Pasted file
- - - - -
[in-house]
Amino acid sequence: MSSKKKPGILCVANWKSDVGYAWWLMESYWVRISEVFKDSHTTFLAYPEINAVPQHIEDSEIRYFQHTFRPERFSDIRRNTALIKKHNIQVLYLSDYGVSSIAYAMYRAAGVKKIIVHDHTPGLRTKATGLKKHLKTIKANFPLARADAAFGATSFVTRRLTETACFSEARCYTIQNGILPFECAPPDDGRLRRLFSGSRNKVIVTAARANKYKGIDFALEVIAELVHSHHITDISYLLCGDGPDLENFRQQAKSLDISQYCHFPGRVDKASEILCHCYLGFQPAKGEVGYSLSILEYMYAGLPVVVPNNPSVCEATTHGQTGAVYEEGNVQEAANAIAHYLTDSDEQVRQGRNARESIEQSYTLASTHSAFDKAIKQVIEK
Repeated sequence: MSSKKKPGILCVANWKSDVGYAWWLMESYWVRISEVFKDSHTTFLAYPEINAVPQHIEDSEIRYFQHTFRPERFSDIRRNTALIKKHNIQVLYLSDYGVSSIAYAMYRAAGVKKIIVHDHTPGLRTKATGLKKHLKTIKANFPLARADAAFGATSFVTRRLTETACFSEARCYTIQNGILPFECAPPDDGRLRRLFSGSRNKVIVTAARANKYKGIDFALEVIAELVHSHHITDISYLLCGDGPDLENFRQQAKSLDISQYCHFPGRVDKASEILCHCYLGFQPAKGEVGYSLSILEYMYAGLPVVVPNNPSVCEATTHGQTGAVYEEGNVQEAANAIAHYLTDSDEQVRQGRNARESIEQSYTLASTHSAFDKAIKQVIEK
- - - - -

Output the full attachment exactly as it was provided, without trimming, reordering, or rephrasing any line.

[in-house]
Amino acid sequence: MSSKKKPGILCVANWKSDVGYAWWLMESYWVRISEVFKDSHTTFLAYPEINAVPQHIEDSEIRYFQHTFRPERFSDIRRNTALIKKHNIQVLYLSDYGVSSIAYAMYRAAGVKKIIVHDHTPGLRTKATGLKKHLKTIKANFPLARADAAFGATSFVTRRLTETACFSEARCYTIQNGILPFECAPPDDGRLRRLFSGSRNKVIVTAARANKYKGIDFALEVIAELVHSHHITDISYLLCGDGPDLENFRQQAKSLDISQYCHFPGRVDKASEILCHCYLGFQPAKGEVGYSLSILEYMYAGLPVVVPNNPSVCEATTHGQTGAVYEEGNVQEAANAIAHYLTDSDEQVRQGRNARESIEQSYTLASTHSAFDKAIKQVIEK
Repeated sequence: MSSKKKPGILCVANWKSDVGYAWWLMESYWVRISEVFKDSHTTFLAYPEINAVPQHIEDSEIRYFQHTFRPERFSDIRRNTALIKKHNIQVLYLSDYGVSSIAYAMYRAAGVKKIIVHDHTPGLRTKATGLKKHLKTIKANFPLARADAAFGATSFVTRRLTETACFSEARCYTIQNGILPFECAPPDDGRLRRLFSGSRNKVIVTAARANKYKGIDFALEVIAELVHSHHITDISYLLCGDGPDLENFRQQAKSLDISQYCHFPGRVDKASEILCHCYLGFQPAKGEVGYSLSILEYMYAGLPVVVPNNPSVCEATTHGQTGAVYEEGNVQEAANAIAHYLTDSDEQVRQGRNARESIEQSYTLASTHSAFDKAIKQVIEK